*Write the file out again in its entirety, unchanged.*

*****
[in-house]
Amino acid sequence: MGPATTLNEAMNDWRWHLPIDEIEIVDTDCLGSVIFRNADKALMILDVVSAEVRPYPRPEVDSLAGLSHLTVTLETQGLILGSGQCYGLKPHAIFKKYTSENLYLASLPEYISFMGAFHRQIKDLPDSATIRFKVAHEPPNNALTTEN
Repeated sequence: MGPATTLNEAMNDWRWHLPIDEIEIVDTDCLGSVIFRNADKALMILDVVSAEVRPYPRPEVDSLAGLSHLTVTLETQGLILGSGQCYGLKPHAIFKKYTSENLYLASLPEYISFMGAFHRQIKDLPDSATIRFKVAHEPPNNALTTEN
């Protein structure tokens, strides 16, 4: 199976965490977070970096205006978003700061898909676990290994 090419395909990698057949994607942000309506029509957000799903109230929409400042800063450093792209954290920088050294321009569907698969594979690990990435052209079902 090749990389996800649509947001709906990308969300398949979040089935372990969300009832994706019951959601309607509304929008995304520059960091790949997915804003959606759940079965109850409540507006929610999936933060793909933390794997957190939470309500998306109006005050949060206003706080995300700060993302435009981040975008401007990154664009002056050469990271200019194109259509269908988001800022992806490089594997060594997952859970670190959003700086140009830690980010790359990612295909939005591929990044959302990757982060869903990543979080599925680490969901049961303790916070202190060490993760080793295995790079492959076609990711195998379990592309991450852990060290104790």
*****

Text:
[in-house]
Amino acid sequence: MGPATTLNEAMNDWRWHLPIDEIEIVDTDCLGSVIFRNADKALMILDVVSAEVRPYPRPEVDSLAGLSHLTVTLETQGLILGSGQCYGLKPHAIFKKYTSENLYLASLPEYISFMGAFHRQIKDLPDSATIRFKVAHEPPNNALTTEN
Repeated sequence: MGPATTLNEAMNDWRWHLPIDEIEIVDTDCLGSVIFRNADKALMILDVVSAEVRPYPRPEVDSLAGLSHLTVTLETQGLILGSGQCYGLKPHAIFKKYTSENLYLASLPEYISFMGAFHRQIKDLPDSATIRFKVAHEPPNNALTTEN
């Protein structure tokens, strides 16, 4: 199976965490977070970096205006978003700061898909676990290994 090419395909990698057949994607942000309506029509957000799903109230929409400042800063450093792209954290920088050294321009569907698969594979690990990435052209079902 090749990389996800649509947001709906990308969300398949979040089935372990969300009832994706019951959601309607509304929008995304520059960091790949997915804003959606759940079965109850409540507006929610999936933060793909933390794997957190939470309500998306109006005050949060206003706080995300700060993302435009981040975008401007990154664009002056050469990271200019194109259509269908988001800022992806490089594997060594997952859970670190959003700086140009830690980010790359990612295909939005591929990044959302990757982060869903990543979080599925680490969901049961303790916070202190060490993760080793295995790079492959076609990711195998379990592309991450852990060290104790």